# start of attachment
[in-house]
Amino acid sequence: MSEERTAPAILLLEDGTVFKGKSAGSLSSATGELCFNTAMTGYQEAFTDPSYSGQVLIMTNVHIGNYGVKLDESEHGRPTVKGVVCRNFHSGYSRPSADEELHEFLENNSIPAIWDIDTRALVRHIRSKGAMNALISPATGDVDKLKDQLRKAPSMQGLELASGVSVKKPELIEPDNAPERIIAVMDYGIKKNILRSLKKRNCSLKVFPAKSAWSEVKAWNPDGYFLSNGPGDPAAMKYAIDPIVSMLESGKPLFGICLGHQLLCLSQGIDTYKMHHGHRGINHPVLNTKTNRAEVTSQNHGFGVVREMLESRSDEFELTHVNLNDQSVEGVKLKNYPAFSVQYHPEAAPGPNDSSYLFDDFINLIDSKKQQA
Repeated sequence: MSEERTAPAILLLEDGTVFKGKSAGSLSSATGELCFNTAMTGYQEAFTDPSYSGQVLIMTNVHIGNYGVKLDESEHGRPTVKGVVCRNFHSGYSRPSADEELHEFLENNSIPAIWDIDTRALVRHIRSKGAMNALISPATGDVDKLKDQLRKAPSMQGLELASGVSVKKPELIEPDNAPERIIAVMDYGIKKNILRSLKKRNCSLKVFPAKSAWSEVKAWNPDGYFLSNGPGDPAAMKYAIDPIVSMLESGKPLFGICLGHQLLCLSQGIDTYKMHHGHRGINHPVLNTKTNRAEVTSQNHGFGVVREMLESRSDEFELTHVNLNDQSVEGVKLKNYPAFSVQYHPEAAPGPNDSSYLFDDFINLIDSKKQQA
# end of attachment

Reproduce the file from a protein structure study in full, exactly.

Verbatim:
[in-house]
Amino acid sequence: MSEERTAPAILLLEDGTVFKGKSAGSLSSATGELCFNTAMTGYQEAFTDPSYSGQVLIMTNVHIGNYGVKLDESEHGRPTVKGVVCRNFHSGYSRPSADEELHEFLENNSIPAIWDIDTRALVRHIRSKGAMNALISPATGDVDKLKDQLRKAPSMQGLELASGVSVKKPELIEPDNAPERIIAVMDYGIKKNILRSLKKRNCSLKVFPAKSAWSEVKAWNPDGYFLSNGPGDPAAMKYAIDPIVSMLESGKPLFGICLGHQLLCLSQGIDTYKMHHGHRGINHPVLNTKTNRAEVTSQNHGFGVVREMLESRSDEFELTHVNLNDQSVEGVKLKNYPAFSVQYHPEAAPGPNDSSYLFDDFINLIDSKKQQA
Repeated sequence: MSEERTAPAILLLEDGTVFKGKSAGSLSSATGELCFNTAMTGYQEAFTDPSYSGQVLIMTNVHIGNYGVKLDESEHGRPTVKGVVCRNFHSGYSRPSADEELHEFLENNSIPAIWDIDTRALVRHIRSKGAMNALISPATGDVDKLKDQLRKAPSMQGLELASGVSVKKPELIEPDNAPERIIAVMDYGIKKNILRSLKKRNCSLKVFPAKSAWSEVKAWNPDGYFLSNGPGDPAAMKYAIDPIVSMLESGKPLFGICLGHQLLCLSQGIDTYKMHHGHRGINHPVLNTKTNRAEVTSQNHGFGVVREMLESRSDEFELTHVNLNDQSVEGVKLKNYPAFSVQYHPEAAPGPNDSSYLFDDFINLIDSKKQQA